Our researchers have been hard at work solving line item extraction from invoices over the past few months. We have made several leaps forward we will talk about in the post, and you can test to see how it works in our live demo, right now! The rest of the post is aimed at our fellow data science geeks and all about our performance indicators concerning line items.
Quick update about line items in Elis
We have a lot of results we are eager to share, as well as just the story of our journey towards breathtaking table extraction capabilities. Whether it’s intense hackathons, exciting competition among multiple teams, or just endless thorny issues on how to annotate something as complex and varied as invoice table data – but that’s for another blog post.
The gist of the story, short & sweet, is that users of the Elis verification interface can now enjoy dramatic quality improvement in the semi-automatic line item capture we offer, and fully automatic table extraction is now available in our Data Extraction API as an experimental feature.
One number to describe our precision
Current industry and quality standards demand evaluated measurements on the quality of service – the days are gone when ‘it works sometimes’ is better than having no service at all. Usually, in the data science field, performance of an algorithm is evaluated using common standard metrics that can be computed when we know the algorithms’ output (predictions) and the truth value (gold standard or annotations). A quick example would be to count the number of mistakes (in the text, referred later as ‘bads’) and the number of correct outputs (referred to as ‘goods’).
When we look at two tables, it might not be clear what exactly to count. So, what does the literature have to say? Usually, our problem is referred to as ‘table detection’ and ‘table extraction’, where first we need to find the table and then we need to extract the data from it. In the literature, there was a metric based on connections in the table, that was first used on ICDAR 2013 to evaluate heuristic table detection and extraction from scientific texts. For table detection, they used a simple comparison of similarities of rectangles, called ‘intersection over union’, where a ‘good’ detection is one with an IoU score above 0.7, arguing that we do not need to draw the rectangle around the table in an overly precise manner.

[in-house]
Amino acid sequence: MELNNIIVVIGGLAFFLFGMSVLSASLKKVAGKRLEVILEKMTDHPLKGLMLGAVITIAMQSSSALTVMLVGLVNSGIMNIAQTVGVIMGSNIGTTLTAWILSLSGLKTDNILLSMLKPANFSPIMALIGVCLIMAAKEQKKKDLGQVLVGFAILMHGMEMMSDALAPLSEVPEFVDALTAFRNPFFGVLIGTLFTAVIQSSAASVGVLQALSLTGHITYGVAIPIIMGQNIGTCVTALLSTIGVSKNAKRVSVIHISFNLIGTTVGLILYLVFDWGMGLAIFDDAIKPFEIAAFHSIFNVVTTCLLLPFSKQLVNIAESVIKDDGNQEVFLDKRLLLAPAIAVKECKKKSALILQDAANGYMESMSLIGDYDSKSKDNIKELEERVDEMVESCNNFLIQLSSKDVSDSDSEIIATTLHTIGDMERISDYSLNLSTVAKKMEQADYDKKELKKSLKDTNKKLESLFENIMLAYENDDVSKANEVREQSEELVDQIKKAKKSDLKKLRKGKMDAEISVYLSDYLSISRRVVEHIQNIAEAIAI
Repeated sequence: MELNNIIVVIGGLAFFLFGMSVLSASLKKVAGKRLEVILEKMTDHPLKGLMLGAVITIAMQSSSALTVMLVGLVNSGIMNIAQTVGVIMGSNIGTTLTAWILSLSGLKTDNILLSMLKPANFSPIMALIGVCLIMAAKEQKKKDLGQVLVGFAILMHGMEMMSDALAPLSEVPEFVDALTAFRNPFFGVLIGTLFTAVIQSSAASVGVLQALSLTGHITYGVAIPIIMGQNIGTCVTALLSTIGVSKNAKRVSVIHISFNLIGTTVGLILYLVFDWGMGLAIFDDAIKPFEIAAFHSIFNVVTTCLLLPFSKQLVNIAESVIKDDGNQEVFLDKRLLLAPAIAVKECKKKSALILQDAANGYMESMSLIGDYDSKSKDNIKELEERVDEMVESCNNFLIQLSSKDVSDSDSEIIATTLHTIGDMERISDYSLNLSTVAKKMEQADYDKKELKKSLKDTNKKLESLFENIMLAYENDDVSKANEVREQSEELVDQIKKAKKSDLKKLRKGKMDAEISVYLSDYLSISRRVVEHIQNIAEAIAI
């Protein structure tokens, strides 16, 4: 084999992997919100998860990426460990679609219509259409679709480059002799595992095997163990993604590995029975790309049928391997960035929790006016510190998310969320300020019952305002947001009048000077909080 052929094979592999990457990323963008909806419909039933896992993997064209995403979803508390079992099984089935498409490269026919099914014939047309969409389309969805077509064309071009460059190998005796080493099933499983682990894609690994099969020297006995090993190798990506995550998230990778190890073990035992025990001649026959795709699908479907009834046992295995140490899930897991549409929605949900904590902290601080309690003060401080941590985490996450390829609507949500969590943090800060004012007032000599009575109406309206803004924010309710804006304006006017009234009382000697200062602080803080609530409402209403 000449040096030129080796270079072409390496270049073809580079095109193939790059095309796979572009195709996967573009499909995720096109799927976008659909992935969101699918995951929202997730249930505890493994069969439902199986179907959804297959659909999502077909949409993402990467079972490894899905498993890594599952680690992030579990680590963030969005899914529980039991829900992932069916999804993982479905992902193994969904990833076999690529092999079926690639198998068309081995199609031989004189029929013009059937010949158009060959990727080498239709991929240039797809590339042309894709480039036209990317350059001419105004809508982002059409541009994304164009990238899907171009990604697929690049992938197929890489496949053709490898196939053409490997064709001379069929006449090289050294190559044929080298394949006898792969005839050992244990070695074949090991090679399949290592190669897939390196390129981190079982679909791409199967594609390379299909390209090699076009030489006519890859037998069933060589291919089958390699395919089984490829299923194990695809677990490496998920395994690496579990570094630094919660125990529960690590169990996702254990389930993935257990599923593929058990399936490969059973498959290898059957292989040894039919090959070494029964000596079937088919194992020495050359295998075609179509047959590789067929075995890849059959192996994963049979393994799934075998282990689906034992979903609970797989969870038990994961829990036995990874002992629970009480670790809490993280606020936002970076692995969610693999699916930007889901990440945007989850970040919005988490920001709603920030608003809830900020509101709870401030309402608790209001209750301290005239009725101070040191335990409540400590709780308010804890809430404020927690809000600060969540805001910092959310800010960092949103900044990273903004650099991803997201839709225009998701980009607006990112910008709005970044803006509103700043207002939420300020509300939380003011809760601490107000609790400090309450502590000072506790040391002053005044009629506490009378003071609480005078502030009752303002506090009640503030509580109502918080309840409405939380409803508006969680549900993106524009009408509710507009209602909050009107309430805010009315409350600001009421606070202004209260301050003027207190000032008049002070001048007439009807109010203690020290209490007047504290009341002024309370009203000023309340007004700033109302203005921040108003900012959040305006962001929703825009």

The ICDAR metric for table extraction is based on a simple idea – that tables tell us about column-wise and row-wise relations where we can count how well the relations are fulfilled. The metric is defined as follows: for each cell in the table, let’s take the first non-empty (a cell that has a meaningful text) right-hand neighbor and first bottom neighbor; record the two cells’ distance, texts and direction, thus forming a record of four items. For the predicted and ground truth table, we get two lists of records, which we can match against each other and count common records (‘goods’), missed records and extra records. From these integer values, the data science field commonly calculates metrics as precision, recall and f1 score – so far so good.